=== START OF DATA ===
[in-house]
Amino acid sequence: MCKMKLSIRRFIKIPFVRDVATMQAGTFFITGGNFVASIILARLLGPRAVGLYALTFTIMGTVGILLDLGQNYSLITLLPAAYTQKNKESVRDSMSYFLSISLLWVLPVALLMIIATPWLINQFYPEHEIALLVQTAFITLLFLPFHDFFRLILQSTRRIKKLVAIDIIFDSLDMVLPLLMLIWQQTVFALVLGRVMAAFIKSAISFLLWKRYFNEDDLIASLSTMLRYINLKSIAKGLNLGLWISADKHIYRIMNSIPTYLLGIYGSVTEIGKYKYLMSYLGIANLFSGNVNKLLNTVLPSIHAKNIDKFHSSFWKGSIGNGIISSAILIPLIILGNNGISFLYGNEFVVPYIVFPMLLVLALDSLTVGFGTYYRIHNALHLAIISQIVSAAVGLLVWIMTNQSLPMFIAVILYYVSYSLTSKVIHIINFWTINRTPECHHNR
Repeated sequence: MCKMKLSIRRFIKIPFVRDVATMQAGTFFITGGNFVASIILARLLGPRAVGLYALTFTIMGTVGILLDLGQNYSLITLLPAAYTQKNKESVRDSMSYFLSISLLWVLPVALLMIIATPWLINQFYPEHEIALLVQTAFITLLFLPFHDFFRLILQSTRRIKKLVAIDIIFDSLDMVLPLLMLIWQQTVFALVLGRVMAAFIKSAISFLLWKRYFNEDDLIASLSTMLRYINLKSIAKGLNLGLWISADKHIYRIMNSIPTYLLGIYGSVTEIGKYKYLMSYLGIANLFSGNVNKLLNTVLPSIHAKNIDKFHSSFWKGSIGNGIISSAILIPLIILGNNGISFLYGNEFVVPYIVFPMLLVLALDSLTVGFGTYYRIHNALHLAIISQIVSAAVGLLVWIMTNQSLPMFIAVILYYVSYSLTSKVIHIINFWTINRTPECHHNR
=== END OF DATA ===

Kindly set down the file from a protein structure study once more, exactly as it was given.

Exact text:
[in-house]
Amino acid sequence: MCKMKLSIRRFIKIPFVRDVATMQAGTFFITGGNFVASIILARLLGPRAVGLYALTFTIMGTVGILLDLGQNYSLITLLPAAYTQKNKESVRDSMSYFLSISLLWVLPVALLMIIATPWLINQFYPEHEIALLVQTAFITLLFLPFHDFFRLILQSTRRIKKLVAIDIIFDSLDMVLPLLMLIWQQTVFALVLGRVMAAFIKSAISFLLWKRYFNEDDLIASLSTMLRYINLKSIAKGLNLGLWISADKHIYRIMNSIPTYLLGIYGSVTEIGKYKYLMSYLGIANLFSGNVNKLLNTVLPSIHAKNIDKFHSSFWKGSIGNGIISSAILIPLIILGNNGISFLYGNEFVVPYIVFPMLLVLALDSLTVGFGTYYRIHNALHLAIISQIVSAAVGLLVWIMTNQSLPMFIAVILYYVSYSLTSKVIHIINFWTINRTPECHHNR
Repeated sequence: MCKMKLSIRRFIKIPFVRDVATMQAGTFFITGGNFVASIILARLLGPRAVGLYALTFTIMGTVGILLDLGQNYSLITLLPAAYTQKNKESVRDSMSYFLSISLLWVLPVALLMIIATPWLINQFYPEHEIALLVQTAFITLLFLPFHDFFRLILQSTRRIKKLVAIDIIFDSLDMVLPLLMLIWQQTVFALVLGRVMAAFIKSAISFLLWKRYFNEDDLIASLSTMLRYINLKSIAKGLNLGLWISADKHIYRIMNSIPTYLLGIYGSVTEIGKYKYLMSYLGIANLFSGNVNKLLNTVLPSIHAKNIDKFHSSFWKGSIGNGIISSAILIPLIILGNNGISFLYGNEFVVPYIVFPMLLVLALDSLTVGFGTYYRIHNALHLAIISQIVSAAVGLLVWIMTNQSLPMFIAVILYYVSYSLTSKVIHIINFWTINRTPECHHNR